“The lovely thing about this solution is that you can build a warehouse, put in one or two of these grids, and start by only using a part of it”
Paul Clarke, Ocado
“Scalability is important,” Clarke explains. “It made sense for us to build the warehouse in Dordon – £230m [cost] for £1bn of sales capacity. That made sense in the UK because it is the most advanced online grocery market in the world.
“In other countries where online grocery is still getting off the ground, where we plan to sell OSP, that is a big spend all in one go. Those retailers need a way to grow into it.
“The lovely thing about this solution is that you can build a warehouse, put in one or two of these grids, and start by only using a part of it. As your sales grow, you just add more bins, more robots and possibly extend the grid.”
But will Clarke’s ambition to “pepper the planet” with such automated warehouses for Ocado’s OSP customers come to fruition or fail to deliver?
Retail experts who visited the Andover site this week admit they were impressed by the technology, but remain divided over whether Ocado can sign the “multiple” deals it desires.
JP Morgan analyst Borja Olcese believes the etailer is “a step ahead of its competition in terms of identifying efficiencies and automation capabilities,” calling Sunday’s deal announcement “a step in the right direction”.
He adds: “We believe the company is on track to further monetise its learning curve as it continues to improve the marginal economics of every new warehouse.”
“Clearly there is a strong software capability, but the question is how many deals can they achieve and at what scale?”
George Mensah, Shore Capital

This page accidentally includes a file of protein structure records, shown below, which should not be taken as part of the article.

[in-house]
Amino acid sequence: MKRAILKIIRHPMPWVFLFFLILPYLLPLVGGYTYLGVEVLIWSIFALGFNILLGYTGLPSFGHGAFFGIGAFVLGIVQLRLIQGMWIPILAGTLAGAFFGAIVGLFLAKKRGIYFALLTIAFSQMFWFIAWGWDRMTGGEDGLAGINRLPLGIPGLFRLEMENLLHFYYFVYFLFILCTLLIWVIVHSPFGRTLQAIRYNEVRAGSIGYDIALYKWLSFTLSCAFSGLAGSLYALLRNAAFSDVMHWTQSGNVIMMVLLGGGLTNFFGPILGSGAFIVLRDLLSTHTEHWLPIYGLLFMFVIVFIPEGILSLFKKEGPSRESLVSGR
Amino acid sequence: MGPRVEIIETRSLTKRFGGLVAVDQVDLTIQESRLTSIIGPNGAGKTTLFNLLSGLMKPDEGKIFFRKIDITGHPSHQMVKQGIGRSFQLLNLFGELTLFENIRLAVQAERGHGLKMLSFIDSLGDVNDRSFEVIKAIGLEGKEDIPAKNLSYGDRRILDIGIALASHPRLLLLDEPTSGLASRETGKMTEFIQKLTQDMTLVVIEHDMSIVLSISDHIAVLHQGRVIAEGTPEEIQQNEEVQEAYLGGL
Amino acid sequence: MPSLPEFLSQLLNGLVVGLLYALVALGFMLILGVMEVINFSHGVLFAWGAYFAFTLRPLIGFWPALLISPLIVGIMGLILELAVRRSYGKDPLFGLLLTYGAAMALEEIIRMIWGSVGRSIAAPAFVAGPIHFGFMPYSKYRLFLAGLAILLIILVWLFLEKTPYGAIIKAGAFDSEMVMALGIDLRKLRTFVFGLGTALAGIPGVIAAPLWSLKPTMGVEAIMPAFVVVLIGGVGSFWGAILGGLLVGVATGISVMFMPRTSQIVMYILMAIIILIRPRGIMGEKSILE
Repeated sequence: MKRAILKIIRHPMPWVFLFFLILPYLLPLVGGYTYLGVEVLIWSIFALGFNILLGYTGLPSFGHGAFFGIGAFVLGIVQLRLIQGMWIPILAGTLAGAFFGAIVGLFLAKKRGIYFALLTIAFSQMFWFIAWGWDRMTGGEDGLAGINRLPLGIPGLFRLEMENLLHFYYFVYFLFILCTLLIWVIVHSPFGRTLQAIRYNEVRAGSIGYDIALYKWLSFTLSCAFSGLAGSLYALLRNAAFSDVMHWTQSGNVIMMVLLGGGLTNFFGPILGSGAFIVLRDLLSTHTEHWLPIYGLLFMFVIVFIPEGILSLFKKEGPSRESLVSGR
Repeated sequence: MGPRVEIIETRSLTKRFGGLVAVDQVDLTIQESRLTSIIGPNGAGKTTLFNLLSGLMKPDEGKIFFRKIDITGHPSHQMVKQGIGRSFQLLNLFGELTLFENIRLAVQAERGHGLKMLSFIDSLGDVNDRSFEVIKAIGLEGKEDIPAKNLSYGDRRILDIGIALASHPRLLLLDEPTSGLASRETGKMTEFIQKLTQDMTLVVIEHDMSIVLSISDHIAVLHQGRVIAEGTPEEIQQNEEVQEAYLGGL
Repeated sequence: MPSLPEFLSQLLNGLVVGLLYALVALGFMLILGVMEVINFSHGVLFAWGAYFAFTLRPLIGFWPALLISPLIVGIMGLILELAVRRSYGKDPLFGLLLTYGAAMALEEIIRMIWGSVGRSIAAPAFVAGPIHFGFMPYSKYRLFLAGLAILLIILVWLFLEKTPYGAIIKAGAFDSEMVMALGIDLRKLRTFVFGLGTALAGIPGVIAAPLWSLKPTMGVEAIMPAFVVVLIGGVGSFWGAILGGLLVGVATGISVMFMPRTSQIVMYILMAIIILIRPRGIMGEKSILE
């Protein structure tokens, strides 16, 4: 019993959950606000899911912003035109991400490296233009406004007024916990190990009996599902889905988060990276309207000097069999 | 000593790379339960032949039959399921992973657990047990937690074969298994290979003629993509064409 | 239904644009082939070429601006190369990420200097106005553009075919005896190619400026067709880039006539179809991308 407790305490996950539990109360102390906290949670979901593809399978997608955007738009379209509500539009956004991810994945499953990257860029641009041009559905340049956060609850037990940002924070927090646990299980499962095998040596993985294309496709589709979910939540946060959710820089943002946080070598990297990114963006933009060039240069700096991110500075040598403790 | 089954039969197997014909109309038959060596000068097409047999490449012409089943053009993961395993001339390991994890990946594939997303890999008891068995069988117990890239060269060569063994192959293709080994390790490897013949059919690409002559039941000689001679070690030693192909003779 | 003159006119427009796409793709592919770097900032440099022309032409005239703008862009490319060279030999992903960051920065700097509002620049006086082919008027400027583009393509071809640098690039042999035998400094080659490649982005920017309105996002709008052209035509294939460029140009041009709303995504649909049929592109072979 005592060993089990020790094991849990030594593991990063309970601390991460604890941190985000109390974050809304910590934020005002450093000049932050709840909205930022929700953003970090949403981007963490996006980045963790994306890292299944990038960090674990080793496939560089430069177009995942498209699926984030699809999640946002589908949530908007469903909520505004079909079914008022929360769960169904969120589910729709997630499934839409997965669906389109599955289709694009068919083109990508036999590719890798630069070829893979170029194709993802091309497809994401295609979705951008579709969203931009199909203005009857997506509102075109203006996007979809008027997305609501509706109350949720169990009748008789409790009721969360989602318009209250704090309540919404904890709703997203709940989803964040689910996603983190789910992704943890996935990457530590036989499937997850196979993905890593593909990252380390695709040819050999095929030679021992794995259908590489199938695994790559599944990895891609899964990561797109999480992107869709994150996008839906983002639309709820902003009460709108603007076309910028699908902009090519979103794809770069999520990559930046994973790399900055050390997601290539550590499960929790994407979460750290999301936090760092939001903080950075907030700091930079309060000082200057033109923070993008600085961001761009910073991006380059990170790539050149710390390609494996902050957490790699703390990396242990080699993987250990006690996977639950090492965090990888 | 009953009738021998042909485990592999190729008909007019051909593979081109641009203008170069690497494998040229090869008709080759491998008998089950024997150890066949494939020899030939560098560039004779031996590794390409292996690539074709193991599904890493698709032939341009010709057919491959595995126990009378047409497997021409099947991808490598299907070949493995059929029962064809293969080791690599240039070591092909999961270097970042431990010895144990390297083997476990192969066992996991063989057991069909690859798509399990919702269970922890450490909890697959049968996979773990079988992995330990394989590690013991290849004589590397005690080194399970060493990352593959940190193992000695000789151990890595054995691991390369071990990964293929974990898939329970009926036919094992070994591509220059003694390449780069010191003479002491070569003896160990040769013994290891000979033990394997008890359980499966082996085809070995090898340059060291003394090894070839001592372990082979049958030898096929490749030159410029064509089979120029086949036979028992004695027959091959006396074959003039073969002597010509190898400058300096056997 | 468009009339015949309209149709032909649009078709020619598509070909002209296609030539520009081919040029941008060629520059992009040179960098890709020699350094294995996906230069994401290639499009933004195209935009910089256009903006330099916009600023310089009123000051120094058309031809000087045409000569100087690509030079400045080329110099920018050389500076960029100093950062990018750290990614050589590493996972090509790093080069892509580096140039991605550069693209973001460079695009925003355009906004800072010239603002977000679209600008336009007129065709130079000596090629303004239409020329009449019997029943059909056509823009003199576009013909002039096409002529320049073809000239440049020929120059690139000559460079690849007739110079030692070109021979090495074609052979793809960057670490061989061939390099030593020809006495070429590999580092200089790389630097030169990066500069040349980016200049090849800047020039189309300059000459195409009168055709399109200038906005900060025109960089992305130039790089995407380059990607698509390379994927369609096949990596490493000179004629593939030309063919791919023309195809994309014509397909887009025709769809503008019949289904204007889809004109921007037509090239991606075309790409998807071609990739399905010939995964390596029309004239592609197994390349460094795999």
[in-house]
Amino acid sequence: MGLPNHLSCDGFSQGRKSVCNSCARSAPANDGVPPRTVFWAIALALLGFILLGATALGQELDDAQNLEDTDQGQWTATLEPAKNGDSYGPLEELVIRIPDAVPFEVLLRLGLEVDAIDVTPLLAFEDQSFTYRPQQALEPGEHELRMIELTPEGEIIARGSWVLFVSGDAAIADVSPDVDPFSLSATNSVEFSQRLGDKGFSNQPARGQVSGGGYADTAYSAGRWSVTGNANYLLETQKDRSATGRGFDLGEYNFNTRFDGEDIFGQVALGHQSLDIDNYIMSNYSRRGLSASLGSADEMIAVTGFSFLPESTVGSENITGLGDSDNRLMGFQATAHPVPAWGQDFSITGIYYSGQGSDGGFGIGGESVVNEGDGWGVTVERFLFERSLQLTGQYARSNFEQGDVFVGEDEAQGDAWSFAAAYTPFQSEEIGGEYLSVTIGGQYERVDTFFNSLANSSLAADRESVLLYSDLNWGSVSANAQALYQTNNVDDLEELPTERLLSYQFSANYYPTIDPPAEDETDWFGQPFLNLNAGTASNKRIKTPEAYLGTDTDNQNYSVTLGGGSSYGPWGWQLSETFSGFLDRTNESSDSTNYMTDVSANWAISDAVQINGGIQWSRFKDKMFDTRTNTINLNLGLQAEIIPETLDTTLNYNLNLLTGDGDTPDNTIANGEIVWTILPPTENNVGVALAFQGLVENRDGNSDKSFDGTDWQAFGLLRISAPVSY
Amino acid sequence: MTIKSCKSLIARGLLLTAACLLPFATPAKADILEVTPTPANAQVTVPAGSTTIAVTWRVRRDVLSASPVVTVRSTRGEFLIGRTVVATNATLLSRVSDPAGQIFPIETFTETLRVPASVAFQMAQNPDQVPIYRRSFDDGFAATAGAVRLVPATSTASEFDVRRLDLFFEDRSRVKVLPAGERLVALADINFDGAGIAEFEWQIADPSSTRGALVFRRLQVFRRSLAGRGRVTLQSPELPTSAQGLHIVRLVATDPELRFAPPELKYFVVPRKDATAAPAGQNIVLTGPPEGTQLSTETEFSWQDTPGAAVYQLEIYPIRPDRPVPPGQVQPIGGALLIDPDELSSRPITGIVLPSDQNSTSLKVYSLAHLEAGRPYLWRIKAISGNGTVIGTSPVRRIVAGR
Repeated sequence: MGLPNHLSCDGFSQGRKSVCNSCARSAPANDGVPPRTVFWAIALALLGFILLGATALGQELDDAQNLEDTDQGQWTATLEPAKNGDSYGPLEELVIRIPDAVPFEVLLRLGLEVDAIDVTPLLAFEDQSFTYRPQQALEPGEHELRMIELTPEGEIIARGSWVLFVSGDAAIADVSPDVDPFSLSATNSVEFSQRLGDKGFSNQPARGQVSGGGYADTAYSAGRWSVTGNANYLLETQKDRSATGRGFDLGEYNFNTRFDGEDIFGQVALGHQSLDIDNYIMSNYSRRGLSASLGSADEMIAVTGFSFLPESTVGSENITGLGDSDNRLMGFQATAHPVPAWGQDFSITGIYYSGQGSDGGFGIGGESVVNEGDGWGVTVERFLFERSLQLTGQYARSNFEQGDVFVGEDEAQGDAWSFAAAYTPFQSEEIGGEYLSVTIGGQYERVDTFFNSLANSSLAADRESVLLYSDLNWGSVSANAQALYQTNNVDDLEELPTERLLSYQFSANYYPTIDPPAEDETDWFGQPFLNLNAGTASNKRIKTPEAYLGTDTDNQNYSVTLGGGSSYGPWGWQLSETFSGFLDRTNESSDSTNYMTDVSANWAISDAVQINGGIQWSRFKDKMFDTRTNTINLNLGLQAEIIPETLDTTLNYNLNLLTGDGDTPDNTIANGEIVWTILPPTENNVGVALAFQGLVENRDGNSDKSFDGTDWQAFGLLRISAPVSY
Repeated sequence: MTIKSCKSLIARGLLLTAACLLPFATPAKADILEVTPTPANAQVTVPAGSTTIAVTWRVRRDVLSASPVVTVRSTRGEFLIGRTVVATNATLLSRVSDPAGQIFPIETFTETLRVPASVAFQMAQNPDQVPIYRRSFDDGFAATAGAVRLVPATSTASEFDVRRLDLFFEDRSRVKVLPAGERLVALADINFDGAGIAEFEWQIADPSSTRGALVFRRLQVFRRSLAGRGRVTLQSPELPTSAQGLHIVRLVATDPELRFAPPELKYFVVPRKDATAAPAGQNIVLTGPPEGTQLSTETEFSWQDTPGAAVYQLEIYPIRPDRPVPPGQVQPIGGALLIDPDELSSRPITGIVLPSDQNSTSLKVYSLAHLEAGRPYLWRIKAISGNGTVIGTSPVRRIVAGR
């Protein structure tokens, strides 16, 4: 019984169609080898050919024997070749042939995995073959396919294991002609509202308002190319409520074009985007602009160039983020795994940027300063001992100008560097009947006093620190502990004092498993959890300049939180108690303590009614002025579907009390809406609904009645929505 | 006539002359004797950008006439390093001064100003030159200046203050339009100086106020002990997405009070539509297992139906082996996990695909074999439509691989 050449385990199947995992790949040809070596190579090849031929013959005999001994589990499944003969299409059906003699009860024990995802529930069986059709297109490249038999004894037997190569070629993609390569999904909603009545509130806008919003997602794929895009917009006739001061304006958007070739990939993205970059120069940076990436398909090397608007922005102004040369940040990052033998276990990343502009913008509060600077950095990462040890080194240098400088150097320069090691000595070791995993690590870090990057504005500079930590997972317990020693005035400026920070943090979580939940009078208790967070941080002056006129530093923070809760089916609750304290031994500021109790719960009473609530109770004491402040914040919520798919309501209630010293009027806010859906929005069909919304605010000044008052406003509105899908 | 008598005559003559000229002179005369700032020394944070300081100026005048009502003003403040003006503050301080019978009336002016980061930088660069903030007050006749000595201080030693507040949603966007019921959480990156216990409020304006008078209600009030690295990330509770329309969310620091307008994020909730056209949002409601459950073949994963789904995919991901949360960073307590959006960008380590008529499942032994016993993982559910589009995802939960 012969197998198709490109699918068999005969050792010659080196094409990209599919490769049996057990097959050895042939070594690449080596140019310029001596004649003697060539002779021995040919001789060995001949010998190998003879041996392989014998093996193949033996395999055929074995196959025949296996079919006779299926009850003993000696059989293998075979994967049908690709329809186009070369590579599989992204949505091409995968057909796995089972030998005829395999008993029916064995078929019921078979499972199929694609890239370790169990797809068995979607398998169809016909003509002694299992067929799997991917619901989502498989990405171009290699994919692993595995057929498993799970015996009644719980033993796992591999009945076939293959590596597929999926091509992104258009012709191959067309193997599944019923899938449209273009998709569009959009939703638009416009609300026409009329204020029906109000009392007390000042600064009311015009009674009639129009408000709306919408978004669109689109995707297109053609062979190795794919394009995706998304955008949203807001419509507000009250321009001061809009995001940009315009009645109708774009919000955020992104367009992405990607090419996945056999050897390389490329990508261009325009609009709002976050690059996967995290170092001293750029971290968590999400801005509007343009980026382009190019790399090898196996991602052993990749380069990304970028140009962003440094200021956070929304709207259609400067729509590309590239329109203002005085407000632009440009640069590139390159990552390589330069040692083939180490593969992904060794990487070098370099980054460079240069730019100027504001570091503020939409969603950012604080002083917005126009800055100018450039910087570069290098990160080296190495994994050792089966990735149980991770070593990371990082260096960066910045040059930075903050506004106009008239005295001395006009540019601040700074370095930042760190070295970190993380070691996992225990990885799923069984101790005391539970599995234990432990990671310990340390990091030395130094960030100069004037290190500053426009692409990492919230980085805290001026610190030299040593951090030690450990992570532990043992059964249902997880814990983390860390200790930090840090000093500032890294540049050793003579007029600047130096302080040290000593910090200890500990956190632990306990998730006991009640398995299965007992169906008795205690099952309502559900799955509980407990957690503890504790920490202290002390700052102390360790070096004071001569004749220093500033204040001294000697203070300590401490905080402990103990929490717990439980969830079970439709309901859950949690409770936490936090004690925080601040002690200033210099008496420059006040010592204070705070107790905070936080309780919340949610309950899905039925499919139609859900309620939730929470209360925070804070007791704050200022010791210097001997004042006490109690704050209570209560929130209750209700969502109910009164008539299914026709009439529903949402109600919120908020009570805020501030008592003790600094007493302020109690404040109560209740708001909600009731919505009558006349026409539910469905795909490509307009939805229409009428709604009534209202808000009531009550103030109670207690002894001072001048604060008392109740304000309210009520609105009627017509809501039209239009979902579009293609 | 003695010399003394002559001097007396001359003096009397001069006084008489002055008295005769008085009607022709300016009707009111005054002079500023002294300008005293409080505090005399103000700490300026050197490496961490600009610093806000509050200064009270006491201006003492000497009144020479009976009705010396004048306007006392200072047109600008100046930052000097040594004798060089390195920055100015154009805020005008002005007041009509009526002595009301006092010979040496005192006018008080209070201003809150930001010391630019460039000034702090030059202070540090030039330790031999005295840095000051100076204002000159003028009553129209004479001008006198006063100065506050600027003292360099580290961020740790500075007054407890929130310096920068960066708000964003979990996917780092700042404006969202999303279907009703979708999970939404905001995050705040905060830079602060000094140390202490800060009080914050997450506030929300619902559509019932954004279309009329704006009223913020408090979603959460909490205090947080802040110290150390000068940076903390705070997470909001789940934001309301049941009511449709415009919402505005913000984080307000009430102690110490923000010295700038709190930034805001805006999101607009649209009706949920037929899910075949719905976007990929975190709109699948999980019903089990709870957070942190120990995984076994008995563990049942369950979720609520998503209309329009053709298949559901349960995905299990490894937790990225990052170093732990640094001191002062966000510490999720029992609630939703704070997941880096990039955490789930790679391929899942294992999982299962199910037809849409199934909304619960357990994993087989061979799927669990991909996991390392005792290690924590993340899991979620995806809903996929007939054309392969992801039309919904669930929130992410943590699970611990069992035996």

Shore Capital analyst George Mensah agrees that the technology is “very advanced and very impressive on the eye”, but remains sceptical over Ocado’s long-term prospects.
“Clearly there is a strong software capability, but the question is how many deals can they achieve and at what scale,” he asks.
“They’ve got one over the line, which I guess serves as proof of concept externally, but that is just for one of the two fulfilment solutions Ocado provide.
“They do want to go down the line of providing a full fulfilment centre and leasing their products and services to retailers.”
Mensah believes the US may prove the most receptive market to Ocado’s automated warehouse proposition, given the recent rise of software providers like Instacart.
However, he believes the elephant in the room, Amazon, could pose a threat to its hopes of cracking America.
“Taking over the world would be a very, very long-haul opportunity. In the medium term, Ocado needs to prove that the economics of OSP are very sound”
George Mensah, Shore Capital
“There are other software providers and propositions that are coming to fruition in the US and I’d imagine Amazon would want to provide an alternative to OSP,” Mensah suggests.
“Without a doubt, that’s a real threat. Amazon don’t sit idly and they generally are at the cutting edge of data provision and distribution – and they have the scale to worry Ocado.
He adds: “So taking over the world would be a very, very long-haul opportunity. In the medium term, Ocado needs to prove that the economics of OSP are very sound and can deliver returns.
“Until that comes to fruition, we won’t see the strength of roll-out that Ocado probably wants.”
Ocado may be redefining fulfilment in the UK, but after 15 tough years in its domestic market, it may face a similar slog to secure the multiple partners it craves.